- Tech's rise Tuesday was not enough to keep the S&P and Nasdaq from snapping a seven-day winning streak.
- Stocks closed lower as Wall Street digested a slew of economic data.
U.S. equities closed lower on Tuesday as investors digested key economic data, but a rise in tech stocks helped cap losses.
The Dow Jones industrial average fell about 50 points, with Goldman Sachs contributing the most losses.
The Nasdaq composite traded 0.1 percent despite shares of Amazon breaking above $1,000 for the first time. The S&P 500 slipped 0.1, with energy leading decliners, but the information technology sector rose 0.31 percent. Tech has been on fire this year, rising around 20 percent. Nevertheless, the Nasdaq and S&P snapped a seven-day winning streak.
"The large tech outperformance is a trend I wouldn't fight right now," said Mark Heppenstall, CIO at Penn Mutual Asset Management, but noted, "there's a lot of good news priced into these stocks."
U.S. stock markets were closed Monday because of the Memorial Day holiday.
Personal income rose 0.4 percent in April, in line with expectations, and consumer spending increased by 0.4 percent. The personal consumption expenditures price index, the Federal Reserve's preferred measure of inflation, rose 0.2 percent.
"The series stubbornly has not risen to anywhere near the FOMC's preferred level of inflation. Despite ostensibly failing to satisfy half of its Dual Mandate, the central bank will have few problems progressing down the path to normalization," said Jeremy Klein, chief market strategist at FBN Securities.
Meanwhile, U.S. home prices rose 5.8 percent in March, according to the S&P/Case-Shiller U.S. National Home Price Index.
Other data released Tuesday include consumer confidence reading for May, which came in at 117.9, slightly below a consensus estimate of 119.
"The economic data support the narrative that we have a solid fundamental backdrop," said Art Hogan, chief market strategist at Wunderlich Securities. "What we need here is progress on the [Trump] agenda."
President Donald Trump returned from his first trip overseas to deal with the fallout from reports that Jared Kushner, his son-in-law and a top adviser, discussed the potential to set up a "secret and secure communications channel" between the Trump transition team and the Kremlin.
Stocks came into Tuesday's session having posted strong gains in the previous week. Those gains propelled the S&P and Nasdaq indexes to record levels.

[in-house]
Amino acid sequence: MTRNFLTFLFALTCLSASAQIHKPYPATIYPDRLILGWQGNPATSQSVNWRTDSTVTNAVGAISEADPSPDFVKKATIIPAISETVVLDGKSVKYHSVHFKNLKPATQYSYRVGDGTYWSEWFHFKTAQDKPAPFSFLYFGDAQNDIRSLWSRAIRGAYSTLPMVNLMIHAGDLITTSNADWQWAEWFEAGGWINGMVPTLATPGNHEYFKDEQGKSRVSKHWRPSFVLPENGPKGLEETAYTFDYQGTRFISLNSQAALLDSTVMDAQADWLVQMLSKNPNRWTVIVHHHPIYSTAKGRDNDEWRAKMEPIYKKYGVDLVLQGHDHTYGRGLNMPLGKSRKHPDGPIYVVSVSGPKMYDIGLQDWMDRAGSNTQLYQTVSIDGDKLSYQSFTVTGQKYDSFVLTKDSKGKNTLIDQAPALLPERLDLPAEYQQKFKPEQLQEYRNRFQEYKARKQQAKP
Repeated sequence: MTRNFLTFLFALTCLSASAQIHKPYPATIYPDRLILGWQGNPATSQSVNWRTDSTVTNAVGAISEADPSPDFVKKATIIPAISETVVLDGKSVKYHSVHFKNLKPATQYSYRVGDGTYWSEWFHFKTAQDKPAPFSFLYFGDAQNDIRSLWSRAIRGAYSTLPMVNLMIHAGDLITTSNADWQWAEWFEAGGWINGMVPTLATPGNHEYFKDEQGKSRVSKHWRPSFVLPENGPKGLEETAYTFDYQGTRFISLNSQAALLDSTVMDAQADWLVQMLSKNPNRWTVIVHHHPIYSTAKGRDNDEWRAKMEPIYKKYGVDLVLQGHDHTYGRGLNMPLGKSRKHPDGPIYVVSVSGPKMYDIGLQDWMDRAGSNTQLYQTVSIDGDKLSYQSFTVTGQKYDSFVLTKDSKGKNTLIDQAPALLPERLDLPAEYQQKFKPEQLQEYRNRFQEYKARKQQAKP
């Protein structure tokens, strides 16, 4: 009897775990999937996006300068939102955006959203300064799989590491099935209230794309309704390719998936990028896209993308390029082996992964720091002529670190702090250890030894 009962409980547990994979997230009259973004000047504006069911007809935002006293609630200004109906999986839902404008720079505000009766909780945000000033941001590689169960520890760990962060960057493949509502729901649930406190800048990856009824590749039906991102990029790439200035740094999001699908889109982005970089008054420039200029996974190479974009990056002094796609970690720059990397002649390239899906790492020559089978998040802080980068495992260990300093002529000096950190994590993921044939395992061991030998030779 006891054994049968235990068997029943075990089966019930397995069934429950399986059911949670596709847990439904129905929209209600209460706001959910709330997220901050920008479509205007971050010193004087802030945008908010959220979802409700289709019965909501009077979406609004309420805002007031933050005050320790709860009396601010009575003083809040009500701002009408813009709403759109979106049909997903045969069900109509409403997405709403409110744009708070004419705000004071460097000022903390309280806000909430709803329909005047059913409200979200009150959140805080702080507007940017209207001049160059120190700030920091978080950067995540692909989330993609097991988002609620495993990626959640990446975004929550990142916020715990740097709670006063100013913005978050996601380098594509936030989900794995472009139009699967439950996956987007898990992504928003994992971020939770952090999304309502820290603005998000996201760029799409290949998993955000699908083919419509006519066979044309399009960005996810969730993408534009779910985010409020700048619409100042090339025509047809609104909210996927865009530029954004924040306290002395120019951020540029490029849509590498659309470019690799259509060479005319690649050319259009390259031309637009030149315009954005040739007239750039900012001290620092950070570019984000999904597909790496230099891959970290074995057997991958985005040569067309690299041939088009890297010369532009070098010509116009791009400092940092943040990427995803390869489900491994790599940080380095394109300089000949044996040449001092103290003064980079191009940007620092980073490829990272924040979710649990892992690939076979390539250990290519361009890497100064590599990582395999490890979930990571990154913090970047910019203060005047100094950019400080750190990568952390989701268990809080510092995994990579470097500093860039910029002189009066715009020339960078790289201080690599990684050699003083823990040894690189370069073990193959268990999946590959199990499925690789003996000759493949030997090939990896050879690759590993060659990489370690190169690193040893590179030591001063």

"What's driving the market here is the fact that interest rates have been so low lately," said Bruce Bittles, chief investment strategist at Baird. "Everyone thought interest rates were going up but the opposite has happened."
The benchmark 10-year note yield began 2017 trading near 2.5 percent but hovered near 2.22 percent on Tuesday.
Dallas Fed President Robert Kaplan told CNBC on Tuesday he sees U.S. growth to remain near 2 percent and not the 3 percent or more forecast by President Donald Trump's administration.
"Two things drive GDP: growth in the labor force and growth in productivity," he said in a live interview on "Squawk Box." "The problem is labor force growth is very sluggish. And my own judgment and our economists at the Dallas Fed think it's going to continue to be sluggish the next 10 years because the population is aging and labor force growth therefore is slowing."
The Dow Jones industrial average fell 50.81 points, or 0.24 percent, to close at 21,029.47, with Goldman Sachs leading decliners and Verizon outperforming.
The slipped 2.91 points, or 0.12 percent, to end at 2,412.91, with energy leading seven sectors lower and telecommunications the biggest advancer.
The Nasdaq declined 7 points, or 0.11 percent, to close at 6,203.19.
About nine stocks declined for every five advancers at the New York Stock Exchange, with an exchange volume of 770.36 million and a composite volume of 3.186 billion at the close.
The CBOE Volatility Index (VIX), widely considered the best gauge of fear in the market, traded near 10.4.
—CNBC's Jeff Cox contributed to this report.
On tap this week:
What to Watch
8:00 a.m. Dallas Fed President Rob Kaplan
9:45 a.m. Chicago PMI
10:00 a.m. Pending home sales
2:00 p.m. Beige book
7:30 p.m. San Francisco Fed President John Williams
May vehicle sales
8:15 a.m. ADP employment
8:30 a.m. Initial claims
8:30 a.m. Productivity and costs
9:45 a.m. Manufacturing PMI
10:00 a.m. ISM manufacturing
10:00 a.m. Construction spending
8:30 a.m. Employment
8:30 a.m. International trade